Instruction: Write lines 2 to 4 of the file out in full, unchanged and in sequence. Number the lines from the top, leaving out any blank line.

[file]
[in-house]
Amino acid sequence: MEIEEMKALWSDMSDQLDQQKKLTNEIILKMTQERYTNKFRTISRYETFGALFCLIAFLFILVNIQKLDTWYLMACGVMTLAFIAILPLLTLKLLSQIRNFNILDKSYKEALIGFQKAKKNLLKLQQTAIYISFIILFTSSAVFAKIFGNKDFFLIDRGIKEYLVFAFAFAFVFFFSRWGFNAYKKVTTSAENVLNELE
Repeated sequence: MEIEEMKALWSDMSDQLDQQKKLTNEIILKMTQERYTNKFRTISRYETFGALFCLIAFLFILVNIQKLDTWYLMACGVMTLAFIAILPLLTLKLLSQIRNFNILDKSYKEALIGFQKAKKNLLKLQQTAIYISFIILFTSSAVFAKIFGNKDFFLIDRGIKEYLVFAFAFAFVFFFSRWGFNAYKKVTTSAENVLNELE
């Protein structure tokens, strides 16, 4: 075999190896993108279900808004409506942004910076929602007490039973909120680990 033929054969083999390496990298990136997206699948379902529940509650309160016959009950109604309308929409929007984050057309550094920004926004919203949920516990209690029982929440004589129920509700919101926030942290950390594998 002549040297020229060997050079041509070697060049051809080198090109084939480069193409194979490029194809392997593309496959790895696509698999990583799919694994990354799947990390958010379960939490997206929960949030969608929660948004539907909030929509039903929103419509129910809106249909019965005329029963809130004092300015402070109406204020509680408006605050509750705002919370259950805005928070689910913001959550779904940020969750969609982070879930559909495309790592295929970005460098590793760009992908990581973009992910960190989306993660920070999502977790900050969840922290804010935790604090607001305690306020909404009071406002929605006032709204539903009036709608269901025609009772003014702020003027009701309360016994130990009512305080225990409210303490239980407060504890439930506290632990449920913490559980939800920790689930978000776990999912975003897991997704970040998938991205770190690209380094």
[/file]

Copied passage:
Amino acid sequence: MEIEEMKALWSDMSDQLDQQKKLTNEIILKMTQERYTNKFRTISRYETFGALFCLIAFLFILVNIQKLDTWYLMACGVMTLAFIAILPLLTLKLLSQIRNFNILDKSYKEALIGFQKAKKNLLKLQQTAIYISFIILFTSSAVFAKIFGNKDFFLIDRGIKEYLVFAFAFAFVFFFSRWGFNAYKKVTTSAENVLNELE
Repeated sequence: MEIEEMKALWSDMSDQLDQQKKLTNEIILKMTQERYTNKFRTISRYETFGALFCLIAFLFILVNIQKLDTWYLMACGVMTLAFIAILPLLTLKLLSQIRNFNILDKSYKEALIGFQKAKKNLLKLQQTAIYISFIILFTSSAVFAKIFGNKDFFLIDRGIKEYLVFAFAFAFVFFFSRWGFNAYKKVTTSAENVLNELE
């Protein structure tokens, strides 16, 4: 075999190896993108279900808004409506942004910076929602007490039973909120680990 033929054969083999390496990298990136997206699948379902529940509650309160016959009950109604309308929409929007984050057309550094920004926004919203949920516990209690029982929440004589129920509700919101926030942290950390594998 002549040297020229060997050079041509070697060049051809080198090109084939480069193409194979490029194809392997593309496959790895696509698999990583799919694994990354799947990390958010379960939490997206929960949030969608929660948004539907909030929509039903929103419509129910809106249909019965005329029963809130004092300015402070109406204020509680408006605050509750705002919370259950805005928070689910913001959550779904940020969750969609982070879930559909495309790592295929970005460098590793760009992908990581973009992910960190989306993660920070999502977790900050969840922290804010935790604090607001305690306020909404009071406002929605006032709204539903009036709608269901025609009772003014702020003027009701309360016994130990009512305080225990409210303490239980407060504890439930506290632990449920913490559980939800920790689930978000776990999912975003897991997704970040998938991205770190690209380094």